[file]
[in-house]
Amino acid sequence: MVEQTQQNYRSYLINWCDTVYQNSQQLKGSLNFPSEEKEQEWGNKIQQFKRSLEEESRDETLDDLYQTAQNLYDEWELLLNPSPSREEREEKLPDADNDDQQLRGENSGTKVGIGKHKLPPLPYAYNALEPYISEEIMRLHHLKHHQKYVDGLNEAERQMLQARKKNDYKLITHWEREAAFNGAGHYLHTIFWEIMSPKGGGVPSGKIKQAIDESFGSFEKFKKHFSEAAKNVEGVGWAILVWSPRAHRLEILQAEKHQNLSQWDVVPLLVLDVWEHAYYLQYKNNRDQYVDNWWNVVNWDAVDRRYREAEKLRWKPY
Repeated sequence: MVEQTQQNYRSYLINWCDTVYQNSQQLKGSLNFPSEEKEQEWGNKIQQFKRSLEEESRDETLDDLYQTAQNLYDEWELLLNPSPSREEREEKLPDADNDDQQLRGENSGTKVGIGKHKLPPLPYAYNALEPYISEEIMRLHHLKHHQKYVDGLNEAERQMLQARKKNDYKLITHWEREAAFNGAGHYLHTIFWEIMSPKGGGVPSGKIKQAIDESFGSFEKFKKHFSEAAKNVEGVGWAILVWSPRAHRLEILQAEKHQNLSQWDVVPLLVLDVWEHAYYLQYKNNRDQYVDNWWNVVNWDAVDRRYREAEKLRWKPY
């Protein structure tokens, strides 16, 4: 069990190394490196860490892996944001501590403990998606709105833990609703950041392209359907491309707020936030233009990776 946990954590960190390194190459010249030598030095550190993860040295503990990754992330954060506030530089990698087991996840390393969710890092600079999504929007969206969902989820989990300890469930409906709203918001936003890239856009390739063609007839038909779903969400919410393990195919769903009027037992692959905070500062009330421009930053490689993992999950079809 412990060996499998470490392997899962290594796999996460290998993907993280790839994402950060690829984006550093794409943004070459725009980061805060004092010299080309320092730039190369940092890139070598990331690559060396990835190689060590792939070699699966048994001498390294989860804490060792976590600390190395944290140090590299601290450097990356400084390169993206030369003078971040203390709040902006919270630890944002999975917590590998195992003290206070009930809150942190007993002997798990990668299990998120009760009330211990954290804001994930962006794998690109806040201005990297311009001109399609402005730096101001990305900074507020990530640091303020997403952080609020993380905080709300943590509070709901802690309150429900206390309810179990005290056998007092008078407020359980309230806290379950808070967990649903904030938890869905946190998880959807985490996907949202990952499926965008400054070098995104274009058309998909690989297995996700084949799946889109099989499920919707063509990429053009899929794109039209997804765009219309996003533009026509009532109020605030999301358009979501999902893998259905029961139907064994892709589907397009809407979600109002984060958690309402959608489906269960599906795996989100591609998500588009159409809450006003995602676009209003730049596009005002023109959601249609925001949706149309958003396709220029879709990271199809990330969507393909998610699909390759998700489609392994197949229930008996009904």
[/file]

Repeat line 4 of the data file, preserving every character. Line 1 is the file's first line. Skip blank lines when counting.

């Protein structure tokens, strides 16, 4: 069990190394490196860490892996944001501590403990998606709105833990609703950041392209359907491309707020936030233009990776 946990954590960190390194190459010249030598030095550190993860040295503990990754992330954060506030530089990698087991996840390393969710890092600079999504929007969206969902989820989990300890469930409906709203918001936003890239856009390739063609007839038909779903969400919410393990195919769903009027037992692959905070500062009330421009930053490689993992999950079809 412990060996499998470490392997899962290594796999996460290998993907993280790839994402950060690829984006550093794409943004070459725009980061805060004092010299080309320092730039190369940092890139070598990331690559060396990835190689060590792939070699699966048994001498390294989860804490060792976590600390190395944290140090590299601290450097990356400084390169993206030369003078971040203390709040902006919270630890944002999975917590590998195992003290206070009930809150942190007993002997798990990668299990998120009760009330211990954290804001994930962006794998690109806040201005990297311009001109399609402005730096101001990305900074507020990530640091303020997403952080609020993380905080709300943590509070709901802690309150429900206390309810179990005290056998007092008078407020359980309230806290379950808070967990649903904030938890869905946190998880959807985490996907949202990952499926965008400054070098995104274009058309998909690989297995996700084949799946889109099989499920919707063509990429053009899929794109039209997804765009219309996003533009026509009532109020605030999301358009979501999902893998259905029961139907064994892709589907397009809407979600109002984060958690309402959608489906269960599906795996989100591609998500588009159409809450006003995602676009209003730049596009005002023109959601249609925001949706149309958003396709220029879709990271199809990330969507393909998610699909390759998700489609392994197949229930008996009904």